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Shouldn't the personal comments be removed, or at least rephrased? The word "I" does not really belong in an encyclopedia article. By the way, conservatives use mockery, too. And wouldn't a good case example be the Emporer's New Clothes (where mockery would have exposed his vanity)? Human 14:25, 2 May 2007 (EDT)

Good point, mockery isn't always evil. Swift satirized the established church with his egg-shaped island, and his Modest Proposal is, well, a sort of "poster child" of mockery (see Satire). --Ed Poor 14:29, 2 May 2007 (EDT)

How can you honestly have this statement in here "Liberals always do this, so as to distract people from seeing the real facts." Liberals ALWAYS do this? I think this is taking things a step past conservative bias. --Colest 12:23, 14 May 2007 (EDT)

That is a pretty broad and bold statement to make. I'm sure there's a conservative or two out there that has mocked someone before too, should we include that as well? Jrssr5 14:38, 14 May 2007 (EDT)

Bush's gaffes would not be a big deal if he were a good president--443276 14:48, 14 May 2007 (EDT)

If you want to hear a conservative mocking a liberal, just tune into the Rush Limbaugh show.--443276 14:49, 14 May 2007 (EDT)

Bang! and the stain on the articles reliability has gone? Anyone want to find some hilariously mocking conservative and liberal propaganda posters that I can give as sources? --WikinterpreterLiaise with the cabal?


Is this supposed to be a real article, or is it a self-parody? I'm just asking, as I have had articles 10x better than this one huffed.--SeanTheSheep 15:06, 14 May 2007 (EDT)

Mockery and confusion?

About the whole bit about Bushisms, especially the sentence "There is no reason to collect and show these for one politician while never showing the same kind of error made by another politician, unless you are trying to make the false point that your candidate is infallible and your opponent is incompetent.":

I think there is a much more innocent reasoning for these books popping up (compared to the quest to create confusion and boosting one's own candidate): Money.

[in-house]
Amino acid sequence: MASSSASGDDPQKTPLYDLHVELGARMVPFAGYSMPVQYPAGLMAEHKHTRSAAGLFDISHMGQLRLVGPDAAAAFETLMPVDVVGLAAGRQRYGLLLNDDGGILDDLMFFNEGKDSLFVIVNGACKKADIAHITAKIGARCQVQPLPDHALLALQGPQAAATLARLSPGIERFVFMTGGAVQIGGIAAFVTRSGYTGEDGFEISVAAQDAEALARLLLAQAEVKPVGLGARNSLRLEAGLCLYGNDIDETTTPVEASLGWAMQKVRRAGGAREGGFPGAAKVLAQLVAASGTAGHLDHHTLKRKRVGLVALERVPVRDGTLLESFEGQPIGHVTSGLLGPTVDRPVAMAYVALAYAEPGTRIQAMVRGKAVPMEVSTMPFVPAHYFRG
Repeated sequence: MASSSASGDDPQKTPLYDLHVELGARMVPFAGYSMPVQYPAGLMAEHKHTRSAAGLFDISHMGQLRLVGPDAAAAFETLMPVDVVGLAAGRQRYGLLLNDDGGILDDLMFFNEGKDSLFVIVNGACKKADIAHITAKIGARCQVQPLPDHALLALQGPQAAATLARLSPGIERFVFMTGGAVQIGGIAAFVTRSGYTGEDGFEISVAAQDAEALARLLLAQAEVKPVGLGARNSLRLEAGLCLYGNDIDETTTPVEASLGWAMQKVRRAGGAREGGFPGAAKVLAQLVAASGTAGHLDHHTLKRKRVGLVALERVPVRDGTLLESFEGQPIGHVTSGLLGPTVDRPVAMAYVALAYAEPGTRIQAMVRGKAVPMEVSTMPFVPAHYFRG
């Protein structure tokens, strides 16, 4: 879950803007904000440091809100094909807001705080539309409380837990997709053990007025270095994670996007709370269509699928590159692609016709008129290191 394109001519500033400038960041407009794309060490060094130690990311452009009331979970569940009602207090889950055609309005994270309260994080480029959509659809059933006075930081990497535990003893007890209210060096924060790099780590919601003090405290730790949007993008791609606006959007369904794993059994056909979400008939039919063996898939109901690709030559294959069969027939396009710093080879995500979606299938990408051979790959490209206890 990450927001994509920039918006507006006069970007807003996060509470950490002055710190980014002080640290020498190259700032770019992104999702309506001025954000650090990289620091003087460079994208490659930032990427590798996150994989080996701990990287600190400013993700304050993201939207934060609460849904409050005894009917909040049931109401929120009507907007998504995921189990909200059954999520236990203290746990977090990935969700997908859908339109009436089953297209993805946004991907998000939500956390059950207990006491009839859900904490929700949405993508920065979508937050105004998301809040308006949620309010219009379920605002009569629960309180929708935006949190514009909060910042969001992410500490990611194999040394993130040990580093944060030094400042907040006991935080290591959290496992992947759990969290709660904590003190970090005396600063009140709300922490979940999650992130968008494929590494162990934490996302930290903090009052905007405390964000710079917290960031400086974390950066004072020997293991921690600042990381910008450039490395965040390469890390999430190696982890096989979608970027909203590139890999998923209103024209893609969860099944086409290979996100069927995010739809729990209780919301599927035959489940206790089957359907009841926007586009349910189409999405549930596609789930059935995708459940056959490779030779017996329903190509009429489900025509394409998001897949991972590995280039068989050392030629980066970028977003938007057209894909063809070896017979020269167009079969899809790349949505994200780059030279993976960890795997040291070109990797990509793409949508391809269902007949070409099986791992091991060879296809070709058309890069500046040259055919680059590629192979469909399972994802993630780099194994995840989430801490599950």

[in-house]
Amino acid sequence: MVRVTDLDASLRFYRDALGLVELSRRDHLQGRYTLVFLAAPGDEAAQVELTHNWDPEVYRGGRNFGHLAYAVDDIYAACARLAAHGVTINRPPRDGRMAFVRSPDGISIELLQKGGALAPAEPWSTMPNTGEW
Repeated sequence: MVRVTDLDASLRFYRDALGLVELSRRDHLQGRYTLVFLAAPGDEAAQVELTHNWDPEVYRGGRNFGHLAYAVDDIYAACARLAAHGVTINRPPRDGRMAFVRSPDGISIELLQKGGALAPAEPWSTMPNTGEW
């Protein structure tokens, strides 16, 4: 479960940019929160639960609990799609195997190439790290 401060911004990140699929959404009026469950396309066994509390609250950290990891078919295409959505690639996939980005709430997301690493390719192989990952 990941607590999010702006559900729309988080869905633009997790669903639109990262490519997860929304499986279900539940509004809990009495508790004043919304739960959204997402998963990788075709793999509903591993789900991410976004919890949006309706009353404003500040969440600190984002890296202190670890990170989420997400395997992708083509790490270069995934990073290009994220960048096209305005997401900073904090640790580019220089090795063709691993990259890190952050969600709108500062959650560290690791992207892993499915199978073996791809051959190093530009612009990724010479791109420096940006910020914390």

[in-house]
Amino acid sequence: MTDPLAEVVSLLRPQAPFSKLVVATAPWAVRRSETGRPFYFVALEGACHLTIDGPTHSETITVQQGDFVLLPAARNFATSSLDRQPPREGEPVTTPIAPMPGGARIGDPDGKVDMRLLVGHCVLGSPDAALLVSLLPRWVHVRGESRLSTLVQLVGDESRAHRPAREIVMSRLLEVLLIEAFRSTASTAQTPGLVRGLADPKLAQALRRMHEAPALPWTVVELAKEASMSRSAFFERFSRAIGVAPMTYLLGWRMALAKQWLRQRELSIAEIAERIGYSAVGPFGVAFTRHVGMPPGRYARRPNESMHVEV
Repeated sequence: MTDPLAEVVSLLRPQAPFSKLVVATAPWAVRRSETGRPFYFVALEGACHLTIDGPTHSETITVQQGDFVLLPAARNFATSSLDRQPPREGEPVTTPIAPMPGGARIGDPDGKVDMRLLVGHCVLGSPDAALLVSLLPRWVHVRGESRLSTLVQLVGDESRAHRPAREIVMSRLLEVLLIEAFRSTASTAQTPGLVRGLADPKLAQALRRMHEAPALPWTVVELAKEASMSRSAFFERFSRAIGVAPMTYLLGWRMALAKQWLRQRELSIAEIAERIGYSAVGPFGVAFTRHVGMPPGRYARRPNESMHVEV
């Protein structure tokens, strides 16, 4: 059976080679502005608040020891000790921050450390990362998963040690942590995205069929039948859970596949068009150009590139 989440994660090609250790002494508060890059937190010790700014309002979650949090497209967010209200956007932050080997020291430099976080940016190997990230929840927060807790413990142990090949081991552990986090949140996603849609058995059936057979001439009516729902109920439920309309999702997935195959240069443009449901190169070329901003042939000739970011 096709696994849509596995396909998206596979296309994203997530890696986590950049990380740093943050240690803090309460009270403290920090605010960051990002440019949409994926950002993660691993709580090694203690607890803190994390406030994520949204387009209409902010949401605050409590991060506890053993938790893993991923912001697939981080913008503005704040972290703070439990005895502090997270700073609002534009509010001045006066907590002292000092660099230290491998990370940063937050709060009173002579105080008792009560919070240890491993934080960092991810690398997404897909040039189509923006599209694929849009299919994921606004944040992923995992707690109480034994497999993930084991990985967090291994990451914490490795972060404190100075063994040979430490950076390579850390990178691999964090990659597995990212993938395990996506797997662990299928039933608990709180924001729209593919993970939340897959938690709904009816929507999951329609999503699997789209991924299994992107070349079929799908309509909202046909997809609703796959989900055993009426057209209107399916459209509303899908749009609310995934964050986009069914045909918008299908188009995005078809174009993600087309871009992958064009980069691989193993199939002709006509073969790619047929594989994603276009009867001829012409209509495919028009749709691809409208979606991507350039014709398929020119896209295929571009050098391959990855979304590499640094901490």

Books with silly quotes sell like... err... something that sells very quickly. :P Especially if the quotes sound hilarious and if they come from a famous guy. And I'd argue that "President of the United States of America" grants fame by default. It makes perfect sense to sell these books. That's the stuff average John Does like to read for a chuckle. Easy money.

Compare that to the estimated success of selling books with quotes by... *makes random search* Dave Freudenthal (Governor of Wyoming). I think quite a few people will go "...who's that?" (at least when you look at the international market), so "Hilarious quotes by Dave Freudenthal" will most likely sell less copies than "Hilarious quotes by George W. Bush". That's the reason why you see so many "Bushisms" books and almost no quote books about other politicians (to be fair, it should be mentioned that GWB had quite a few slips of the tongue).

Of course, these books won't give long and boring explanations about all the circumstances, and of course most people know that they're just simple slips of the tongue. But they will say "So what? It's still hilarious." and buy it anyway. I can hardly blame the authors for publishing such a book - they just know their target audience and they want to make money.

It's exactly the same for biographies. Somebody steps into the major spotlight and half a week later, the book shops are flooded with books about him or her. --JLindon 15:18, 14 May 2007 (EDT)